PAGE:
Is it possible that heaven is a place with lush golf courses, a vast library, and closets full of party dresses? Or a place filled whatever you’re nuts about while you’re here on earth? Okay. I know that’s shallow and sacrilegious. No matter how much I love playing golf, reading, and admiring beautiful clothes, these pursuits probably don’t compare with eternity.

Forgive me, then, if I find a little too much pleasure indulging two out of three of my earthly passions—fashion and reading. When it comes to books on fashion and style, 2011 was a mother lode. This is the first of a three-part series, sharing my favorite style books for 2011:

Everyday Icon: Michelle Obama and the Power of Style, by Kate Betts

What an amazing First Lady. She looked comfortable, confident, and appropriate meeting the Queen of England in a cardigan and skirt. How did she pull it off? By being comfortable, confident, and appropriate, proving once and for all that authenticity is the very essence of personal style. Betts has written a well-researched book filled with sketches, photographs, and interviews that chronicle Michelle Obama’s approachable yet refined sense of style. This book is endowed with historical and political perspective, broadening its appeal to include readers who aren’t that into fashion. It’s a feast for the eyes and inspiration for every woman’s heart.

What to Wear Where: The How-To Handbook for Any Style Situation, by Hillary Kerr & Katherine Power

In our everything-goes world, you can go to the opera in jeans without raising so much as an eyebrow. But, if you have a social bone in your body, there are still times when you wonder, “What should I wear?” This book takes the guesswork out of that question, offering styling advice for every occasion, from a walk in the dog park to a night at the opera. As someone who is always thinking about what to wear, I find it almost comical that the authors identify so many forms of occasional wear. What makes this book substantial is its focus on the social goals for every occasion. Photos of the authors wearing their suggestions help readers take the hint. Their opposing body types–one is a Barbie doll, the other carries a little more flesh on her bones—enhance the value of the book as a resource for regular girls. They round out their advice with what-to-wear options and hints about what to avoid.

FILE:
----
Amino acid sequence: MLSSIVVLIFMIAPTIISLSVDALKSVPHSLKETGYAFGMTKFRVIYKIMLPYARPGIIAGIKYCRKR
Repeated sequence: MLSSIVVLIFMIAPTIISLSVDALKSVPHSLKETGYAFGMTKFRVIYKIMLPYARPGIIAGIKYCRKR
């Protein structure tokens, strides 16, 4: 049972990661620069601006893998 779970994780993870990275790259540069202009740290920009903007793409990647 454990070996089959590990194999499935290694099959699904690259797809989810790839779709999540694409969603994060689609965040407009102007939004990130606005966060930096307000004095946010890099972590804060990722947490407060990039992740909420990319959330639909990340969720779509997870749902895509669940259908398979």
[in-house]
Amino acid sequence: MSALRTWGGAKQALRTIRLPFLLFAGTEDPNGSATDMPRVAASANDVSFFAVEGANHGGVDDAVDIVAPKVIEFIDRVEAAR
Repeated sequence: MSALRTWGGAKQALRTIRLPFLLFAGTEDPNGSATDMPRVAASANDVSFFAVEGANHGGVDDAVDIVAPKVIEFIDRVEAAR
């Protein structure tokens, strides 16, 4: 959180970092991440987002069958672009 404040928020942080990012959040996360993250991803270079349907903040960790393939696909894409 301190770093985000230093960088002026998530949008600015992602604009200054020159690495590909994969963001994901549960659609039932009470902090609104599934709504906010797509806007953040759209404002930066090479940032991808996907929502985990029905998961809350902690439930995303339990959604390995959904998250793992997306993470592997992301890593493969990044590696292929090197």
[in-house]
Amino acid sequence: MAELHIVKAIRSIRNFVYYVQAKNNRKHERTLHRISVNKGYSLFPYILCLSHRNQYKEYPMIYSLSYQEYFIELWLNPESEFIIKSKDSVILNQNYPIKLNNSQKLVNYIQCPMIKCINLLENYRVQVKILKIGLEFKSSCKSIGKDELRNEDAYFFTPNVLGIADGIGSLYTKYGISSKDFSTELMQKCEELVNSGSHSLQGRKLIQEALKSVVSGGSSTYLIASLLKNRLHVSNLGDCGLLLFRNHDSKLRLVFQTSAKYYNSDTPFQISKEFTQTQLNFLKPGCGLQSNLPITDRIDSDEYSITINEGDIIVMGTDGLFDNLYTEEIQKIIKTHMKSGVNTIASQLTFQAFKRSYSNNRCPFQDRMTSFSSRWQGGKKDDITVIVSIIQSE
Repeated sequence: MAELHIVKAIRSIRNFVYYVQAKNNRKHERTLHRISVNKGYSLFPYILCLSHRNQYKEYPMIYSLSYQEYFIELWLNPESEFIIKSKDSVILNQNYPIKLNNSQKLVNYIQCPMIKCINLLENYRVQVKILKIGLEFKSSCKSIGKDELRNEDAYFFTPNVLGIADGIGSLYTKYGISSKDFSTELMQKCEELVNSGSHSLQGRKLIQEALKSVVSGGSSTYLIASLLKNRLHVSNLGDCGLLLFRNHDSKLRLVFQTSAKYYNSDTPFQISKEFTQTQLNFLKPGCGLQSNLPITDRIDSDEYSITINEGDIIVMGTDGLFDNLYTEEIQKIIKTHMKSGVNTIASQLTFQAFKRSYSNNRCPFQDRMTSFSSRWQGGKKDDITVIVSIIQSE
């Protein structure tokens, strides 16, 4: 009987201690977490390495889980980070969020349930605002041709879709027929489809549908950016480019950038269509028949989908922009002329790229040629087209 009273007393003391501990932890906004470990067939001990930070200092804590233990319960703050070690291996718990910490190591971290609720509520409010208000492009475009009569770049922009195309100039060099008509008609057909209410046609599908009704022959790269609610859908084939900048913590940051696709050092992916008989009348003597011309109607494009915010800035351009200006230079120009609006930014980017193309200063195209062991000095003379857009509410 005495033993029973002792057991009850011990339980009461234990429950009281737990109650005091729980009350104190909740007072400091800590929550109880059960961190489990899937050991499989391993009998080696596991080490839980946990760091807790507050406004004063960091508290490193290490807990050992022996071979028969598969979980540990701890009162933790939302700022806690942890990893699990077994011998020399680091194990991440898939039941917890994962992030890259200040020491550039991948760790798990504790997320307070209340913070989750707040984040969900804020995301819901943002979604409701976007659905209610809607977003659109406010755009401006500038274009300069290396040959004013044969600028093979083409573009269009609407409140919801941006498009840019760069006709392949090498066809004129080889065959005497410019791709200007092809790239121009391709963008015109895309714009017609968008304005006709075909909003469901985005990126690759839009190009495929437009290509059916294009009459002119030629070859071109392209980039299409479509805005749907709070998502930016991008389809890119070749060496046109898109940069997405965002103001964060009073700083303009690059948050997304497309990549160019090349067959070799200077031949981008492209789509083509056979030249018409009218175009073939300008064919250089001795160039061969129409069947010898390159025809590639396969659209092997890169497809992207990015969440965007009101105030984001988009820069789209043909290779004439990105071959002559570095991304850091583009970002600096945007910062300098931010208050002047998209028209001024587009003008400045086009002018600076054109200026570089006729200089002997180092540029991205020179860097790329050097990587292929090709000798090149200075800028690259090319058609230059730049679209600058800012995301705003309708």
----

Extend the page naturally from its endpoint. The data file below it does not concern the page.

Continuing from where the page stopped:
What I Wore: Four Seasons, One Closet, Endless Recipes for Personal Style, by Jessica Quirk

I’ll admit that I have a soft spot in my heart for this book. Is it because of the author’s daily blog,, where she ignites a profusion of ideas for dressing more imaginatively? Is it because of her contemporary adroitness with vintage garments? Is it her coyness and personal charm, which I experienced directly when I met Jessica Quirk at a central Indiana Tweet up for fashion bloggers early this year? Or is it simply the cleverness of this book, which reads like a series of seasonal recipes for cooking up something special with your wardrobe?

Quirk’s cookbook is loaded with practical tips that only a serious clothes-horse could know. Wanna know how to arrange your vast collection of tights? Fold ‘em in half, wrap them around a plastic hanger and make a loop knot, securing them to the hanger. What to do with those menacing wire hangers in your closet? Her words: “Toss ‘em.”

Rather than conveying her ideas in photographs that reveal her perfect figure, Quirk’s sketches illustrate the endless ensembles you can make from an existing wardrobe. She peppers the book with useful shopping advice on where to spend your money. Hint: You don’t need to feel guilty about the boots that you spent $200 on if you’ll wear them three times a week from September through March.

Read this book and catch the distinct scent of Quirk’s joy and passion for getting dressed, aptly shown in her advice for putting together great ensembles: “Find time to play dress-up and create new outfits (like on Sunday night with a glass of wine)”

I can’t wear half the ensembles Quirk suggests. But knowing that is one of the most important ingredients for getting dressed, in Quirk’s opinion. Wear what works for you, regardless of trends. This is a gem of a book to inspire fashionistas of all stripes.

Stay tuned for Part Two of the best style books of 2011!

Life is short. Wear the good stuff.